ICD-10 Diagnosis Code B35.9

Dermatophytosis, unspecified

Diagnosis Code B35.9

ICD-10: B35.9
Short Description: Dermatophytosis, unspecified
Long Description: Dermatophytosis, unspecified
This is the 2018 version of the ICD-10-CM diagnosis code B35.9

Valid for Submission
The code B35.9 is valid for submission for HIPAA-covered transactions.

Code Classification
  • Certain infectious and parasitic diseases (A00–B99)
    • Mycoses (B35-B49)
      • Dermatophytosis (B35)

Information for Medical Professionals

Diagnostic Related Groups
The diagnosis code B35.9 is grouped in the following Diagnostic Related Group(s) (MS-DRG V35.0)


Convert to ICD-9 Additional informationCallout TooltipGeneral Equivalence Map
The ICD-10 and ICD-9 GEMs are used to facilitate linking between the diagnosis codes in ICD-9-CM and the new ICD-10-CM code set. The GEMs are the raw material from which providers, health information vendors and payers can derive specific applied mappings to meet their needs.
  • 110.9 - Dermatophytosis site NOS

  • Allergy-sensitivity to fungi syndrome
  • Dermatophytosis
  • Favus caused by Trichophyton gallinae
  • Favus caused by Trichophyton schoenleinii
  • Id reaction
  • Infection caused by Dermatophyte co-occurrent with human immunodeficiency virus infection
  • Tinea caused by Epidermophyton floccosum
  • Tinea caused by Genus Trichophyton
  • Tinea caused by Microsporum audouinii
  • Tinea caused by Microsporum canis variant canis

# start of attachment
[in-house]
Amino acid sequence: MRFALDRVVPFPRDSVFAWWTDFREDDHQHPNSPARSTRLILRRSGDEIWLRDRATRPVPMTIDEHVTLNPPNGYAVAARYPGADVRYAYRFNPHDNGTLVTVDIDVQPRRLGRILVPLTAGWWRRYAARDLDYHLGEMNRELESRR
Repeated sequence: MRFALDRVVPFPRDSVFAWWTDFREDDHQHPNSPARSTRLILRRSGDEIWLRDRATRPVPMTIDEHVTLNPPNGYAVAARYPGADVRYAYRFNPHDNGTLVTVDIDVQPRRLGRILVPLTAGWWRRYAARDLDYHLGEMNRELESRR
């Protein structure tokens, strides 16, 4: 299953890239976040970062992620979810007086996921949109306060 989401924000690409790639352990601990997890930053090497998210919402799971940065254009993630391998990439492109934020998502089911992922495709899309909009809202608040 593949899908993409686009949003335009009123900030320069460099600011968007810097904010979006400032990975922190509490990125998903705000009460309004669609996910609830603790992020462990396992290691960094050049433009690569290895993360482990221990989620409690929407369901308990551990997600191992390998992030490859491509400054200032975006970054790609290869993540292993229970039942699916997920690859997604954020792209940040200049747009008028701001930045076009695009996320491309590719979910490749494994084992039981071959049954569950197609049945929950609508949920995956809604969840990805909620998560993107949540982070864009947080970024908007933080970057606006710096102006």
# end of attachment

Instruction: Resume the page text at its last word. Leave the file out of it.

• Tinea caused by Microsporum canis variant distortum
  • Tinea caused by Microsporum equinum
  • Tinea caused by Microsporum ferrugineum
  • Tinea caused by Microsporum fulvum
  • Tinea caused by Microsporum gypseum
  • Tinea caused by Microsporum nanum
  • Tinea caused by Microsporum persicolor
  • Tinea caused by Microsporum vanbreuseghemii
  • Tinea caused by Trichophyton concentricum
  • Tinea caused by Trichophyton equinum
  • Tinea caused by Trichophyton megninii
  • Tinea caused by Trichophyton mentagrophytes variant erinacei
  • Tinea caused by Trichophyton mentagrophytes variant interdigitale
  • Tinea caused by Trichophyton mentagrophytes variant mentagrophytes
  • Tinea caused by Trichophyton mentagrophytes variant quinckeanum
  • Tinea caused by Trichophyton rubrum
  • Tinea caused by Trichophyton simii
  • Tinea caused by Trichophyton soudanense
  • Tinea caused by Trichophyton tonsurans
  • Tinea caused by Trichophyton verrucosum
  • Tinea caused by Trichophyton violaceum
  • Tinea caused by Trichophyton yaoundei
  • Tinea favosa
  • Tinea favosa
  • Trichophytosis

Index of Diseases and Injuries
References found for the code B35.9 in the Index of Diseases and Injuries:

Information for Patients

Fungal Infections

Also called: Mycoses

If you have ever had athlete's foot or a yeast infection, you can blame a fungus. A fungus is a primitive organism. Mushrooms, mold and mildew are examples. Fungi live in air, in soil, on plants and in water. Some live in the human body. Only about half of all types of fungi are harmful.

Some fungi reproduce through tiny spores in the air. You can inhale the spores or they can land on you. As a result, fungal infections often start in the lungs or on the skin. You are more likely to get a fungal infection if you have a weakened immune system or take antibiotics.

Fungi can be difficult to kill. For skin and nail infections, you can apply medicine directly to the infected area. Oral antifungal medicines are also available for serious infections.

NIH: National Institute of Allergy and Infectious Diseases

  • Blastomycosis (Medical Encyclopedia)
  • Cryptococcosis (Medical Encyclopedia)
  • Fungal nail infection (Medical Encyclopedia)
  • Mucormycosis (Medical Encyclopedia)
  • Sputum fungal smear (Medical Encyclopedia)
  • Tinea versicolor (Medical Encyclopedia)

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